24 September 2018
Cebu landslide: should mining be banned in the Philippines?
The death toll from the Cebu landslide continues to rise – latest reports suggest that 45 bodies have been recovered to date, with a further 34 people still missing, giving a likely final toll of 89 people. This comes on top of a confirmed toll of 95 people killed in landslides in the Cordillera region of the Philippines as a result of the recent typhoon. Most of those people were miners.
Inevitably, there is significant political fall-out from the event. Reports suggest that, when cracks were noted in the slopes above the quarry that was responsible for the Cebu landslide, an investigation was undertaken by officials from the Mines and Geosciences Bureau. According to the local mayor, Kristine Vanessa Chiong, they issued a clearance to allow mining to continue in the area three weeks prior to the collapse. This is perhaps surprising given the magnitude of the cracks that are seen in the Youtube video that I highlighted last week. A landslide of this size would have shown creep behaviour prior to failure; at the very least monitoring should have been in place to detect this. Four officials from the local division of the Mines and Geosciences Bureau have now been suspended, including two geologists, the director and the head of finance and administration.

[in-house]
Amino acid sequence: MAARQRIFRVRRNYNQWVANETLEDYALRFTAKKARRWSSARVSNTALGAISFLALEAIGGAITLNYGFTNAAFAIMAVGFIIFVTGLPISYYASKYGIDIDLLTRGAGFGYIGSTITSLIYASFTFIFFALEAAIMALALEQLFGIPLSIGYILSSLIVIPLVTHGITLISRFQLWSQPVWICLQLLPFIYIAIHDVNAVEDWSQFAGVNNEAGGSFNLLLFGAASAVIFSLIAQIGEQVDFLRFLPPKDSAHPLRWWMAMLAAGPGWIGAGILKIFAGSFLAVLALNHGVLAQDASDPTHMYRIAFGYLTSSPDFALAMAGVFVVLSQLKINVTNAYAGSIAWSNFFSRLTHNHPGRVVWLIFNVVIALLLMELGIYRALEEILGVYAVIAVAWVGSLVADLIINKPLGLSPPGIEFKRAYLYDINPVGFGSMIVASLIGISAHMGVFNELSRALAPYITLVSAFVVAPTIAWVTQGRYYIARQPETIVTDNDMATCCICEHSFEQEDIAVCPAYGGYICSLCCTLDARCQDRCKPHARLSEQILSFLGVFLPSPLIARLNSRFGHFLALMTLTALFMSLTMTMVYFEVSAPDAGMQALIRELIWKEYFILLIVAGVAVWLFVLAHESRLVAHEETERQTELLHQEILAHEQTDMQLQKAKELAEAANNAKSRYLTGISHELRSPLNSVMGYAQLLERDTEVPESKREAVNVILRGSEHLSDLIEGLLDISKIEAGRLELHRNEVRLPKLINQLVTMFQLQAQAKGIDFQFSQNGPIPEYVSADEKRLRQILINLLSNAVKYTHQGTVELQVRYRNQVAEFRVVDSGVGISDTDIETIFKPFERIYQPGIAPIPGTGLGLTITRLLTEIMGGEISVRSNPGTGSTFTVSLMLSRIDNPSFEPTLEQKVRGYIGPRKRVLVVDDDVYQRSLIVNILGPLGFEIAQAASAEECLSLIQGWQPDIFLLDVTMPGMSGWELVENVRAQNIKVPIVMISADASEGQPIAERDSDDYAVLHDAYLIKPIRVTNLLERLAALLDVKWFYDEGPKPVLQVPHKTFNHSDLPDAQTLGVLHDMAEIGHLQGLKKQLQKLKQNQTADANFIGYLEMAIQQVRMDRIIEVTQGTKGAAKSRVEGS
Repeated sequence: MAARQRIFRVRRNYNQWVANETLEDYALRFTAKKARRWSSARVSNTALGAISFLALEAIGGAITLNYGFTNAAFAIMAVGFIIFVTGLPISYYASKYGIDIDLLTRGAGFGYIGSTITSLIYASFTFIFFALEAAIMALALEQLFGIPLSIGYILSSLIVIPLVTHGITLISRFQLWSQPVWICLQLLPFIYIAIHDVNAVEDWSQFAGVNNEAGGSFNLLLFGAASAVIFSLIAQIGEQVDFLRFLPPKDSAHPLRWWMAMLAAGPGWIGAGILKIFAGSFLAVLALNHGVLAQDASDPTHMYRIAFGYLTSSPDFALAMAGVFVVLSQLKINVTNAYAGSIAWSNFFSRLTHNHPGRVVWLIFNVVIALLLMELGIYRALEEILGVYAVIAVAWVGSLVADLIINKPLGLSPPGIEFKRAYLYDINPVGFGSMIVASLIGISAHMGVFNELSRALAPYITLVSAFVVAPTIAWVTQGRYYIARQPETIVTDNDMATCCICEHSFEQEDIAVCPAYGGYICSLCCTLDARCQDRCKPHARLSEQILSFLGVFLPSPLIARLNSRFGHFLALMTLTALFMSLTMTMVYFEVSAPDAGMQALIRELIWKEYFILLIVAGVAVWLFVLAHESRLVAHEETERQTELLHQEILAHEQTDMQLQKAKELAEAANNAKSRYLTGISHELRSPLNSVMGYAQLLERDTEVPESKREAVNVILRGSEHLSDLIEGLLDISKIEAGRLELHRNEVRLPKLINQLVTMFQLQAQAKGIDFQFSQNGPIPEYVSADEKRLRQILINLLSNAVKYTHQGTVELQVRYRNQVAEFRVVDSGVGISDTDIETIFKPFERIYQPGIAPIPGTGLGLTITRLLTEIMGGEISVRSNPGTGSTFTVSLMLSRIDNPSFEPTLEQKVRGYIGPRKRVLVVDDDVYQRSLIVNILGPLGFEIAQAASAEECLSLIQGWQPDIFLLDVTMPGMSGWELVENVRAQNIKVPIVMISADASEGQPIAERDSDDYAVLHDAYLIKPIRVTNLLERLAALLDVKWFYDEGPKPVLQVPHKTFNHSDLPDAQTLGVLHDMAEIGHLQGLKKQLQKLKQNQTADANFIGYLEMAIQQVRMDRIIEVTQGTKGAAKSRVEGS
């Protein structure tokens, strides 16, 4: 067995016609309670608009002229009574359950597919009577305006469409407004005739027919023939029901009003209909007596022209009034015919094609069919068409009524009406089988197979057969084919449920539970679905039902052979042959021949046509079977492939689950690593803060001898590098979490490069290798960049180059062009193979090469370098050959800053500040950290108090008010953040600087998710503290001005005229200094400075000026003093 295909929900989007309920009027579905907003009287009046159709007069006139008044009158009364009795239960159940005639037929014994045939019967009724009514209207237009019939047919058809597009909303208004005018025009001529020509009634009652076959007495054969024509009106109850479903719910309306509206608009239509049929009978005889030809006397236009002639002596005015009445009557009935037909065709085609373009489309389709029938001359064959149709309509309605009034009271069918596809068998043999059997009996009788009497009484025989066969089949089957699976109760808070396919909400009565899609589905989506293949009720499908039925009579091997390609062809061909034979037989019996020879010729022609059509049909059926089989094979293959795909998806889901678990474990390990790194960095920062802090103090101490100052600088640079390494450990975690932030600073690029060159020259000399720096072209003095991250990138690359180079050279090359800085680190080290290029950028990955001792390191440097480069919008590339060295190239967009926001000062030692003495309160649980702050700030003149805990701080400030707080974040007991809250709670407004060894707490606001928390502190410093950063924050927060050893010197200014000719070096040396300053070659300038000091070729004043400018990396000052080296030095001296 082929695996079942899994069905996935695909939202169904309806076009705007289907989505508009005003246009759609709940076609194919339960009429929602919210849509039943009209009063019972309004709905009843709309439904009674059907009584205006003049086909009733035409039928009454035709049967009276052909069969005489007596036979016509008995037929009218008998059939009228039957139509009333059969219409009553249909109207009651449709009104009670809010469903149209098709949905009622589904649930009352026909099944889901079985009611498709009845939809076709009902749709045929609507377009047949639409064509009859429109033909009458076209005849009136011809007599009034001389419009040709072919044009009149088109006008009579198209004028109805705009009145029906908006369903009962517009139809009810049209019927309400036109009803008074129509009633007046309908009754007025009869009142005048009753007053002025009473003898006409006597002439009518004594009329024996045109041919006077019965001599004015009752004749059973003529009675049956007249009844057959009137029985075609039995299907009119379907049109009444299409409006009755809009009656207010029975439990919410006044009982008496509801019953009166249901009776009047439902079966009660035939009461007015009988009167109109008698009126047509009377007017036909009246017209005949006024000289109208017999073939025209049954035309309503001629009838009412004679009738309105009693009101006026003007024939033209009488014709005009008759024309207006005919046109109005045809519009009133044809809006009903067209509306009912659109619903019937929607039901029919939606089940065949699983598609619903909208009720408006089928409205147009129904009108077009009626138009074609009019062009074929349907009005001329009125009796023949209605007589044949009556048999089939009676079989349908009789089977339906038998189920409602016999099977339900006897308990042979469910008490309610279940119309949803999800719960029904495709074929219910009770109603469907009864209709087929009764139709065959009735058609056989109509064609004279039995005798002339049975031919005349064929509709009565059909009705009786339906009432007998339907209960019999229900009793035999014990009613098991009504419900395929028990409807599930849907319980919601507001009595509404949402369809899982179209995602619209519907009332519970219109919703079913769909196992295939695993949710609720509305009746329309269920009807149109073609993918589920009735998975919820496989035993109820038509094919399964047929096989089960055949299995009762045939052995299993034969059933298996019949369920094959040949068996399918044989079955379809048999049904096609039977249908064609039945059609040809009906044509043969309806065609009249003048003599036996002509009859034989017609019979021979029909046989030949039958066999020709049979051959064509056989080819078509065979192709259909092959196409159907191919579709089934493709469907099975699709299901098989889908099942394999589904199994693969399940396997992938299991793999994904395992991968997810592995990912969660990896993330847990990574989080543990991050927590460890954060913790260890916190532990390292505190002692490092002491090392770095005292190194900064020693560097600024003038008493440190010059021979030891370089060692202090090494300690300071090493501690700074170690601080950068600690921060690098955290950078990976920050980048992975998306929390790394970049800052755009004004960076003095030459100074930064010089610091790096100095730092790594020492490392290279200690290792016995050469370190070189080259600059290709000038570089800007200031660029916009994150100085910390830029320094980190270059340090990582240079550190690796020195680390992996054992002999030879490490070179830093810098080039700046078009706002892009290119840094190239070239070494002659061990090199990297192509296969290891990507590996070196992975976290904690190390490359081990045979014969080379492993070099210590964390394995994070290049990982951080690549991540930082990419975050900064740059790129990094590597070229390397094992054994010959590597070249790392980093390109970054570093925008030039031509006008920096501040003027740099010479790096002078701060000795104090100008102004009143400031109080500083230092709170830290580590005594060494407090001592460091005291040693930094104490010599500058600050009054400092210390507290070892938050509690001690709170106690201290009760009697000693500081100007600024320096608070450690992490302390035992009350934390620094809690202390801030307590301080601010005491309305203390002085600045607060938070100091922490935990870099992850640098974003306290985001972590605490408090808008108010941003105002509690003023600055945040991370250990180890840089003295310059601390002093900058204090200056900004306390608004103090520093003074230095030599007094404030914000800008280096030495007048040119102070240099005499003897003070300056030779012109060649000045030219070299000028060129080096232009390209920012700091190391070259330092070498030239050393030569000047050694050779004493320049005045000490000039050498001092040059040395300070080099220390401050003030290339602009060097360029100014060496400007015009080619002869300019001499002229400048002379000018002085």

In this context it is unsurprising that questions are now being asked about the future of mining in the Philippines. President Rodrigo Duterte said on Friday that he wants to shut down mining operations in parts of the Philippines. Of course it is up to the Philippines people to decide as to whether they wish to have mining in any part of the country. It is worth noting however that deadly landslides are not inevitable in mining areas. In countries with properly enforced regulation and well-designed mining operations, fatal landslides are rare. Thus, the problem is not the mining itself; the problem lies in the standards and regulation of mining activities. As Australia demonstrates, the extractive industries are both vital to society and an important part of the global economy. Blanket bans are not sensible, but proper regulation is essential. This should be a priority.